This is an archived article that was published on sltrib.com in 2012, and information in the article may be outdated. It is provided only for personal research purposes and may not be reprinted.
If Democrat Jim Matheson's slim lead in the 4th Congressional District withstands the counting of absentee and provisional ballots, and he remains the lone blue dog in Utah's vast sea of red, some Republican insiders are already blaming Rob Bishop.
They tell me that during the redistricting process last year, when the Republican-dominated Utah Legislature manipulated the congressional districts to make all four as red as possible, some strategists wanted to put a few liberal areas of Salt Lake County in Bishop's 1st Congressional District to make the 4th and 2nd districts even more Republican in order to finally defeat the six-term Democrat.
But Bishop, they say, would not relinquish any of his precious Republican votes, which resulted in more than a 70 percent advantage for Bishop over his Democratic opponent, Donna McAleer.
Republican Mia Love lost to Matheson by fewer than 3,000 votes on election night, although there are thousands of ballots yet to be counted.
Perfect timing • The Salt Lake Tribune ran a story in its Faith section Saturday about the controversy surrounding the declared miracle at the Prophet Elias Greek Orthodox Church when an icon of Jesus was found secreting oil two years ago.
The church's priest, Father Michael Kouremetis, and the Metropolitan Isaiah, based in Denver, declared the discovery a miracle. But a custodian at the church has since come forward and said he spilled oil while filling lamps, which could account for the situation.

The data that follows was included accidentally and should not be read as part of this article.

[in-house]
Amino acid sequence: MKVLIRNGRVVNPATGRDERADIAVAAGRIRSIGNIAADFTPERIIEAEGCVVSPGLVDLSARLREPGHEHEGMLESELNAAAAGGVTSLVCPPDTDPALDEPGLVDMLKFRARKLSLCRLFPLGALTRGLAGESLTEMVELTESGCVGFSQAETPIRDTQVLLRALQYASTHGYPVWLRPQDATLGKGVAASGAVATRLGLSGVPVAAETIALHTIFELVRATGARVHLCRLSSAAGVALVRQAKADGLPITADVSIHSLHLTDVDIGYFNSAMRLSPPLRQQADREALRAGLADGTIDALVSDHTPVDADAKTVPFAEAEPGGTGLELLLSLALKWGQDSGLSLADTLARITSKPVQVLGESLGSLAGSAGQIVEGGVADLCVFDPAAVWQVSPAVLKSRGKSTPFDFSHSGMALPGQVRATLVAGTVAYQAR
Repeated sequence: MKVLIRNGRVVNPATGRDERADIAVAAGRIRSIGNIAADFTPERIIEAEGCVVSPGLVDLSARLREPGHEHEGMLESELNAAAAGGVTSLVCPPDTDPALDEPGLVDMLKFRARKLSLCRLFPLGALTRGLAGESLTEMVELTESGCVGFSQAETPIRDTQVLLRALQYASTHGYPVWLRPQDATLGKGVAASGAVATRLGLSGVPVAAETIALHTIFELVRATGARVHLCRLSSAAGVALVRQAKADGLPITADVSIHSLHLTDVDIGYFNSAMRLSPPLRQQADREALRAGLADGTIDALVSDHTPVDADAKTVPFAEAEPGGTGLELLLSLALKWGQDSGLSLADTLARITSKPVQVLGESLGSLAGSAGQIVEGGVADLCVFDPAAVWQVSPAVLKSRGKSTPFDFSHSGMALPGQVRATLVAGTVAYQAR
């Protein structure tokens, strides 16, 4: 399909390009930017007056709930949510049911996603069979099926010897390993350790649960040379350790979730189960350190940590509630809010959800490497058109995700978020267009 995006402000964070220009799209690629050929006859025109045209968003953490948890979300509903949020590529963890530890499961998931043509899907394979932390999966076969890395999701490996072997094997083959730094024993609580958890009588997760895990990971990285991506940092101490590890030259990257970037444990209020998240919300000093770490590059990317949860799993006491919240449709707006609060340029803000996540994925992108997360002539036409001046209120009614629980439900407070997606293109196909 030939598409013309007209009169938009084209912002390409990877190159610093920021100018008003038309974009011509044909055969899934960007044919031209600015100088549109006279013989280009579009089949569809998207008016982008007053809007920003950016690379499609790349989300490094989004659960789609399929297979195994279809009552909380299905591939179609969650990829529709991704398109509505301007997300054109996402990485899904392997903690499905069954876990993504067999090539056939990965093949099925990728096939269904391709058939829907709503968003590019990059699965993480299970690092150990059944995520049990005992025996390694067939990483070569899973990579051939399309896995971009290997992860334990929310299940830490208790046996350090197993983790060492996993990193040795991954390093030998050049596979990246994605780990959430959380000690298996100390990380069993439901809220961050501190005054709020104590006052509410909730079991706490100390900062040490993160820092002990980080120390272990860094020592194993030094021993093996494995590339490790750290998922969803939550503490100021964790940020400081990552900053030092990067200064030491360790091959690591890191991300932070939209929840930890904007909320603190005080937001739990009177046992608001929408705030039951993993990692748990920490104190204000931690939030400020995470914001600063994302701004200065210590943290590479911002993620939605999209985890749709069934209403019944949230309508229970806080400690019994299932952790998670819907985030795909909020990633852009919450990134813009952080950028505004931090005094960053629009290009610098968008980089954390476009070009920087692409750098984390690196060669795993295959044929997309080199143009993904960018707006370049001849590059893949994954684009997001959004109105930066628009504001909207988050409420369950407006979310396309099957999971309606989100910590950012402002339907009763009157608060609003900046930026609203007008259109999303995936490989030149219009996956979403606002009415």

Here is the rest of the story. The miracle of the oil, which the priest and metropolitan still insist is true and say it has actually healed parishioners, was discovered right at the time church members were vehemently protesting the church's decision to split the congregations of the Prophet Elias Church in Holladay and the Holy Trinity Church in downtown Salt Lake City into two parishes.
There was even talk of suing the church, and several hundred members stood in protest outside the Prophet Elias Church.
But the oil settled it.
At the time, Metropolitan Isaiah wrote to Father Kouremetis, "The Lord has answered our prayers asking him to resolve the confusing situation in the Salt Lake City area regarding the two parishes."
He added, "When icons exude tears … it is a sign of caution and problems. But when an icon exudes oil, this is a sign of healing and blessings."
Positive photos only • Kris Romeril, communication specialist for the grocery cooperative Associated Food Stores, believes that a Salt Lake Tribune story about Utah lawmakers considering doubling the state sales tax on food is way too negative for the public.
When asked if a Tribune photographer could take a picture of one of Associated's Utah stores for the story, the answer was no. Same for Target.
But Marsha Gilford, spokeswoman for the Salt Lake-based Smith's Food & Drug Stores, arranged for a photo while on a trip to Reno to attend business meetings. When told about the story, Gilford had no worries. "We want your readers to see people shopping at Smith's," she said.
Speaking of faith • The day before the Nov. 6 election last week, Republican Salt Lake County Mayor candidate Mark Crockett conducted a two-hour transition meeting with his supporters to discuss how the power would be shifted from a Democratic administration after Crockett won the election.
The old-fashioned way • Democratic gubernatorial candidate Peter Cooke repeatedly tried to call Gov. Gary Herbert to concede on election night after it was apparent Herbert would win decisively.
But he couldn't get through.
He finally walked the block from the hotel where the Democrats had gathered to the hotel hosting the Republicans and conceded to Herbert in person.